Sandra: What’s weird, and most actors will probably attest to it, is that when you have a full page of well-written dialogue that has a thought process to it, it is pretty easy to memorize. It’s a lot easier to memorize than if you’re in a scene and other people are talking, and you have maybe one word or one sentence that you have to interject at the right time and in a natural way.
The one-page monologue is far easier to memorize. And, because Kim and I are frenetically the same, with the way that we spew out information, her writing [was easy to remember]. When I want to get information across, it’s like the firing of pistons. One goes off, and it sets another one off, and I just can’t stop. I have to explain everything and get it out of my head, and she’s that way too, so I felt very comfortable with that rhythm, and we matched it up with the physicality or running after them or chasing, or something. She just wrote in a rhythm that made a lot of sense to me.
Q: Sandra, this character is very sweet and determined, but everyone else labels her as a stalker. How do you feel about that label?
Sandra: It depends on what side you’re looking at it from. It’s not a he said, she said. But, she heard society saying, “You’re not living a normal life,” so she started to doubt herself. At the same time, this guy says, “I wish you could be with me, but you have a job.” She doesn’t think twice about that, until she loses her job and says, “Maybe it’s the universe saying that I need to go in this direction. I was invited.” And, as Angus said, Steve should have just told her to get out of the car, if he didn’t want her in the car.
Bradley: But, it’s not until Mary starts to physically injure Steve [that he thinks of her as a stalker]. So, his logic is going down a whole different avenue.
Sandra: And, at the end, both sides meet, and that’s what I like about it. He’s like, “I’m sorry. Don’t change.” And, her rebuttal is, “I’m Jewish Catholic.” In her quiet way, she goes, “I know I was an idiot. I went down the wrong path.” There’s the meeting of the minds, and they can both go on their way and admit their short-comings, but they also take away something. I didn’t want her to change at all. I wanted her to continue being who she was, and be okay with it.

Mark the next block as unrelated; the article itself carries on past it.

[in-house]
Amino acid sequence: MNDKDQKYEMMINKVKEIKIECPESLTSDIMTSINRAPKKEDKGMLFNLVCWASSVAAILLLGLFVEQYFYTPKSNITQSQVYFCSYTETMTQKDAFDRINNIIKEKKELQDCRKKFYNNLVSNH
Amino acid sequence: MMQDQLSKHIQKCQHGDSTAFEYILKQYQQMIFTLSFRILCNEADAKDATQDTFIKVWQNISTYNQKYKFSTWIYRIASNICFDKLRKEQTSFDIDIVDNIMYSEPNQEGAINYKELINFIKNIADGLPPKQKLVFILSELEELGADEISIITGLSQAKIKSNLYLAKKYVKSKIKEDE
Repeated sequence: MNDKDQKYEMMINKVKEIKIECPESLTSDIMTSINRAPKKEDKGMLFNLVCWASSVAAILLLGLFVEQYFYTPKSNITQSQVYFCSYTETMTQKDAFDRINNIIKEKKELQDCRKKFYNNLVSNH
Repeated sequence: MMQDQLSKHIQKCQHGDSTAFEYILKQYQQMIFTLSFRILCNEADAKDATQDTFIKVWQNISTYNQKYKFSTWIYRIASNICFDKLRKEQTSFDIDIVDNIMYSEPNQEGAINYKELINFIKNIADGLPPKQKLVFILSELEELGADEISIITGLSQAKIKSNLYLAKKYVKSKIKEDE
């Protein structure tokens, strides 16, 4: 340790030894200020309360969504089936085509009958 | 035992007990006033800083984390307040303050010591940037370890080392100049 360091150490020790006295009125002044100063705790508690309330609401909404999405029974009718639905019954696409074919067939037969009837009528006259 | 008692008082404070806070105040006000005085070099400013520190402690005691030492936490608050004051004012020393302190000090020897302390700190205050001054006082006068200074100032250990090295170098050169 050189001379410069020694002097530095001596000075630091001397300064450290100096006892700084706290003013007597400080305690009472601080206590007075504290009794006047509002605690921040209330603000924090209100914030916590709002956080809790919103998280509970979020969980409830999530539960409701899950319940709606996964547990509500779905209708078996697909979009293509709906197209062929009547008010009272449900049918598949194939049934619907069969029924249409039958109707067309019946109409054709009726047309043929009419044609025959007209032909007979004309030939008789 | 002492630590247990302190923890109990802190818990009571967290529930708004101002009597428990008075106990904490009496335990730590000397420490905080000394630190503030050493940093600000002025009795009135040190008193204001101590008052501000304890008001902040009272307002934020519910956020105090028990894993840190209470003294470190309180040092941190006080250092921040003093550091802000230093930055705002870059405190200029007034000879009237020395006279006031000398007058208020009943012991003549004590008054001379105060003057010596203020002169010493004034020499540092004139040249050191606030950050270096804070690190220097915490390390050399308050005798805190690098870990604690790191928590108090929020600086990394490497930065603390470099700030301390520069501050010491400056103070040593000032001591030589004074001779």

Thomas: But, all of us change.
Q: Sandra, you said that you won’t do romantic comedies anymore because they’re not romantic or funny. How do you see this film?
Sandra: This isn’t a romantic comedy. Why should it be? It’s just as loving, funny and unique without needing her to end up with the guy, and that’s the reason I made the film. Why does Mary Horowitz have to end up with the guy to be a complete woman, but we don’t do that to men? Why can’t we women have a diverse selection of comedies to play in and be actors in and make people laugh with? Why do we always have to end up being the woman who, thankfully, gets the guy? She could have had Steve, if she wanted. She just didn’t want any more of that. So, I made it for the very reason that you asked the question.
If I can do anything, in this time of my career, I want to make it easier for other actresses and girls who are growing up to go, “I get to be a part of a comedy or an action film or a romantic comedy or a thriller or just a romance, without having to wind up with someone to complete us.” I complete me. I just got lucky that, after I completed myself, I met someone who could tolerate me. I love good romantic comedies. There just aren’t a lot of them. But, I love comedies, and I’ll never stop doing them.
Q: Sandra, what is your own personal relationship with crossword puzzles? Have you ever been a clue in a crossword puzzle?
Sandra: I have, and I get that one, every time. I get very excited and I’m like, “I know that one!” But, the other ones, not so much.
Bradley: Is it, “Actress Bullock”?
Sandra: Yes. But, if you read quickly, you could just see, “Actor Bullock,” and they’d throw you off with “Jim J.” Or, “Musician Bullock,” which could be Anna Mae Bullock, who is . . .?
Bradley: Your mother?
Sandra: Tina Turner.
Credits: Written by Christina Radish by IESB.net